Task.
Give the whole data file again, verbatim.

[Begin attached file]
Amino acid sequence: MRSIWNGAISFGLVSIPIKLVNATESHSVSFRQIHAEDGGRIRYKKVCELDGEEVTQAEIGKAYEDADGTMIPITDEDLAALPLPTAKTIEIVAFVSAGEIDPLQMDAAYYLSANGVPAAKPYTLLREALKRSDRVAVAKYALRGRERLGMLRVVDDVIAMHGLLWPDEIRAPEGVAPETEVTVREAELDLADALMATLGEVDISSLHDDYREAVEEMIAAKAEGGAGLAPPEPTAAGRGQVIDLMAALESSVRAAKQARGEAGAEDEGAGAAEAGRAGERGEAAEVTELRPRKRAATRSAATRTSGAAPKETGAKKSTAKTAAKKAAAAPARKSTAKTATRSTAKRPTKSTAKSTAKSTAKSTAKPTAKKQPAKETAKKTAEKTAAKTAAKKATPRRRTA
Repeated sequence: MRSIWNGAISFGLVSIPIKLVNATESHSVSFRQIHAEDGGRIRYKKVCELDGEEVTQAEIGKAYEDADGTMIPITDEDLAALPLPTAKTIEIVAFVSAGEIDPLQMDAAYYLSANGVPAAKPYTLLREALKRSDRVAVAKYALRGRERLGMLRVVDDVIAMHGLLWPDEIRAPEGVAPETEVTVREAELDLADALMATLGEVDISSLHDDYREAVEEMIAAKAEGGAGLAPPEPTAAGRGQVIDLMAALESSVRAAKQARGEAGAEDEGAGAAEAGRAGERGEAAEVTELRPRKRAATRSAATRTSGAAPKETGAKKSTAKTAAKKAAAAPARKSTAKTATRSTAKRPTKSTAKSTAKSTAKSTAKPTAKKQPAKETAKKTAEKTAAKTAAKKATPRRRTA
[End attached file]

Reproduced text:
Amino acid sequence: MRSIWNGAISFGLVSIPIKLVNATESHSVSFRQIHAEDGGRIRYKKVCELDGEEVTQAEIGKAYEDADGTMIPITDEDLAALPLPTAKTIEIVAFVSAGEIDPLQMDAAYYLSANGVPAAKPYTLLREALKRSDRVAVAKYALRGRERLGMLRVVDDVIAMHGLLWPDEIRAPEGVAPETEVTVREAELDLADALMATLGEVDISSLHDDYREAVEEMIAAKAEGGAGLAPPEPTAAGRGQVIDLMAALESSVRAAKQARGEAGAEDEGAGAAEAGRAGERGEAAEVTELRPRKRAATRSAATRTSGAAPKETGAKKSTAKTAAKKAAAAPARKSTAKTATRSTAKRPTKSTAKSTAKSTAKSTAKPTAKKQPAKETAKKTAEKTAAKTAAKKATPRRRTA
Repeated sequence: MRSIWNGAISFGLVSIPIKLVNATESHSVSFRQIHAEDGGRIRYKKVCELDGEEVTQAEIGKAYEDADGTMIPITDEDLAALPLPTAKTIEIVAFVSAGEIDPLQMDAAYYLSANGVPAAKPYTLLREALKRSDRVAVAKYALRGRERLGMLRVVDDVIAMHGLLWPDEIRAPEGVAPETEVTVREAELDLADALMATLGEVDISSLHDDYREAVEEMIAAKAEGGAGLAPPEPTAAGRGQVIDLMAALESSVRAAKQARGEAGAEDEGAGAAEAGRAGERGEAAEVTELRPRKRAATRSAATRTSGAAPKETGAKKSTAKTAAKKAAAAPARKSTAKTATRSTAKRPTKSTAKSTAKSTAKSTAKPTAKKQPAKETAKKTAEKTAAKTAAKKATPRRRTA